Use this URL to cite or link to this record in EThOS: https://ethos.bl.uk/OrderDetails.do?uin=uk.bl.ethos.772358
Title: Soil microbial communities and GHG emissions under different land-use types in Malaysian peatlands
Author: Dhandapani, Selvakumar
ISNI:       0000 0004 7959 8462
Awarding Body: University of Nottingham
Current Institution: University of Nottingham
Date of Award: 2018
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Abstract:
Tropical peatlands are complex and globally important ecosystems which are increasingly threatened by anthropogenic disturbances such as logging and expansion of oil palm plantations, particularly in South East Asia. Microbes in peatlands play an important role in governing overall functions e.g. carbon and nutrient cycling, yet their characteristics in these habitats are poorly understood. This research aimed to elucidate the response of tropical peatlands to disturbance by quantifying the peat properties, soil microbial community structure, nutrient content and greenhouse gas (GHG) emissions, and the functional interactions between these components under different land uses. Specifically, differences between primary peat swamp forest, secondary peat swamp forest, different land-use types and cropping systems associated with oil palm plantations in Peninsular Malaysia were investigated. Sampling was conducted between November 2014 - October 2018, covering both wet and dry seasons. Bacteria at all depths overwhelmingly dominated all land-use types but microbial phenotypic community structure responded to land-use, depth and changes in season. CO2 emissions were lowest in the primary forest and highest in the secondary forest. CO2 emissions in agricultural plantations were lower than the secondary forest, due to very low autotrophic contribution to net emissions in those habitats. Second generation cropping systems exhibited distinct seasonal variations which were more pronounced in 2nd generation oil palm monocropping, where the CO2 emission was reduced to half in the dry season. CH4 emissions exhibited an opposite trend to that of CO2, with highest CH4 emissions in the primary forest and oxidation in the secondary forest, while the agricultural systems emitted low levels of CH4. However, CH4 emissions were very low in comparison to CO2 emissions. Both CO2 and CH4 emissions were significantly impacted by changes in moisture level, with 2nd generation oil palm exhibiting moisture limitation for CO2 emissions, unlike all the other peat land-use studied. Temperature and pH also significantly influenced microbial community structure and GHG emissions. Gram-positive and Gram-negative relative abundance were positively correlated with CO2 and CH4 emissions, respectively. Almost all the nutrients were substantially lower in the secondary forest to that of the primary forest. Cu and Mo concentration were negatively correlated with CO2 and CH4, respectively. Past drainage in secondary forest reduced nutrient contents, including some with antimicrobial properties, and favoured Grampositive bacteria over Gram-negative bacteria. In agricultural plantations the autotrophic contribution of the vegetation to CO2 emissions was significant only for mature oil palm and yam plants, implying that most of the CO2 emissions from other cropping systems is heterotrophic respiration, resulting in C loss. This is further supported by the 2nd generation mono-cropping having higher bulk density and the lowest organic content, while the 2nd generation intercropping maintained most of the organic content with relatively less change to other peat properties. Overall, the results demonstrate that peat properties, microbial communities and GHG emissions are affected by the land-use changes associated with oil-palm plantations. However, the impact was highest at prolonged oil palm mono-cropping, while the practice of intercropping ameliorated the damage caused by such plantations.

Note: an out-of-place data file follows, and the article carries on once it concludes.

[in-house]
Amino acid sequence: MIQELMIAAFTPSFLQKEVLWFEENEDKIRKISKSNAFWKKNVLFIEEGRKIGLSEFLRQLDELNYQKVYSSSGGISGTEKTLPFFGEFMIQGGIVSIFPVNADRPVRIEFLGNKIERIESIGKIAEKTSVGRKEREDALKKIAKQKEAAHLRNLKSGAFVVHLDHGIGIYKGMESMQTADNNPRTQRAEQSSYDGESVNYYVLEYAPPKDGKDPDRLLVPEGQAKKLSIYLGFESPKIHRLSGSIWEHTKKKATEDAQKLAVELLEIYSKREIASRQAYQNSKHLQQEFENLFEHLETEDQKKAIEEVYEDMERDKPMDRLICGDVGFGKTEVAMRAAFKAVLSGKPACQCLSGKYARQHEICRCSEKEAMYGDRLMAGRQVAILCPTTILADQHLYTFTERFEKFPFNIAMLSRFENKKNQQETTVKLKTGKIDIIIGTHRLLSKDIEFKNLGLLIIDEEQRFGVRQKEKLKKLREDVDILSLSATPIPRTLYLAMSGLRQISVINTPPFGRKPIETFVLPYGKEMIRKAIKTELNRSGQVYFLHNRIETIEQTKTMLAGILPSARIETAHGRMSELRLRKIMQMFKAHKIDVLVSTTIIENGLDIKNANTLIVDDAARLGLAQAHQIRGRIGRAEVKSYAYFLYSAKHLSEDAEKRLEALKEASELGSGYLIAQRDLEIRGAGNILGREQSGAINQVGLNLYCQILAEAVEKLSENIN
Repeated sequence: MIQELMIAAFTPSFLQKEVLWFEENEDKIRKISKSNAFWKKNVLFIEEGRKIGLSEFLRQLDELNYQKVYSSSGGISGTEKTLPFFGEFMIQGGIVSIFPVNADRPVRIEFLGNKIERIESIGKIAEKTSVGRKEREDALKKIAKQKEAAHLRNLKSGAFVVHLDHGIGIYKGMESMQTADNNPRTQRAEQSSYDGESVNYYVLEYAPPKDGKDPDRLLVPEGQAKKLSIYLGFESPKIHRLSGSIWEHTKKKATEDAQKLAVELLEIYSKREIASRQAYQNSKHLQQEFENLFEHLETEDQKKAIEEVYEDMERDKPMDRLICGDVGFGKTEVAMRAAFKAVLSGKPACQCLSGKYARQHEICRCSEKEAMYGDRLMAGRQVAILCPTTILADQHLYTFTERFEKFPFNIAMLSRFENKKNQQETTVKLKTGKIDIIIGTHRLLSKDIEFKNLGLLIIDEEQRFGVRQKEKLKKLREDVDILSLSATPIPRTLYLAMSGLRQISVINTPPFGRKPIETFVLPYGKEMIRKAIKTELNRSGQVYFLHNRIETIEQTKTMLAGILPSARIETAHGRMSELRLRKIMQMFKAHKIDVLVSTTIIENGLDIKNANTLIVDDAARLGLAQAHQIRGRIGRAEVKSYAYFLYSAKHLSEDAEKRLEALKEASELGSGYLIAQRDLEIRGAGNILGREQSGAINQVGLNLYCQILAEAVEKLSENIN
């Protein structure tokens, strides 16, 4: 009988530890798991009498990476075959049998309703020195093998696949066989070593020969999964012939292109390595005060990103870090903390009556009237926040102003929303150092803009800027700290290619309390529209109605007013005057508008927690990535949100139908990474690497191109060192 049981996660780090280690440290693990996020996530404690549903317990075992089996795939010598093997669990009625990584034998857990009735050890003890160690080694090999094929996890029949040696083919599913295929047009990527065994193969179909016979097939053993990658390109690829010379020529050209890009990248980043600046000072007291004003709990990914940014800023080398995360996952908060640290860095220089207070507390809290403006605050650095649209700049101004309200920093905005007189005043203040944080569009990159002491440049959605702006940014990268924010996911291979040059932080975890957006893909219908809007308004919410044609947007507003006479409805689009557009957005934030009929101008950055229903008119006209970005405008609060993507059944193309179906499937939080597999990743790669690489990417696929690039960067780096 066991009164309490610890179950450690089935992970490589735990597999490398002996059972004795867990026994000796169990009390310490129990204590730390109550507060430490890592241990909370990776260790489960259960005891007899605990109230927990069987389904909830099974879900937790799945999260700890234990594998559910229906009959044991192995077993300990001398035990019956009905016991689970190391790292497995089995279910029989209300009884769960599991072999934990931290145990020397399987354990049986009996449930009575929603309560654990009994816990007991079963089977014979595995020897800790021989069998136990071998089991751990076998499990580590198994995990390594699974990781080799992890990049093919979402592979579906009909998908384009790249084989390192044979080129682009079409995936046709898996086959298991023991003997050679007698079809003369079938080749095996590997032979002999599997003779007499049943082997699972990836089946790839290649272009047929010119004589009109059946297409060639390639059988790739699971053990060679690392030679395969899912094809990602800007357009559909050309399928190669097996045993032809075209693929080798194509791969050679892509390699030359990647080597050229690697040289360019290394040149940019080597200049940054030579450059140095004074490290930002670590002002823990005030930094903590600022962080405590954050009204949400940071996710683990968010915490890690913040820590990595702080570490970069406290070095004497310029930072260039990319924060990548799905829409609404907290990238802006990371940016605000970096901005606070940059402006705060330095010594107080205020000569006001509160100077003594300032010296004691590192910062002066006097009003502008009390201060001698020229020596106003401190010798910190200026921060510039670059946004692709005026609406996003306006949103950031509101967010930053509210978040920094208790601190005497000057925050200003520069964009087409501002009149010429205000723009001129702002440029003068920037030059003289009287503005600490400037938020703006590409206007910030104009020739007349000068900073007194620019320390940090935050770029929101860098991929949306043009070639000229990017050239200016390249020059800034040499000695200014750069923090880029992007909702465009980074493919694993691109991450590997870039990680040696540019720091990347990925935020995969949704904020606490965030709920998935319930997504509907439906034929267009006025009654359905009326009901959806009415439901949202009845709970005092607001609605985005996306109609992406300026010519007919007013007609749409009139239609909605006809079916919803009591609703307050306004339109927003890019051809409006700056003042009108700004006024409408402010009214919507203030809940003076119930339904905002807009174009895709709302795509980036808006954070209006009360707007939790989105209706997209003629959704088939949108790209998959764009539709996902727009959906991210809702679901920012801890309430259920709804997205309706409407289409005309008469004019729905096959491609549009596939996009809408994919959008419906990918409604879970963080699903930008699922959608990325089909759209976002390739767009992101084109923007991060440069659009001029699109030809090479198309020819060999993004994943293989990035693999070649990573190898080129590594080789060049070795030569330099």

Supervisor: Not available Sponsor: Not available
Qualification Name: Thesis (Ph.D.) Qualification Level: Doctoral
EThOS ID: uk.bl.ethos.772358  DOI: Not available
Keywords: QH 75 Nature conservation. Landscape protection ; QH540 Ecology ; QR100 Microbial ecology
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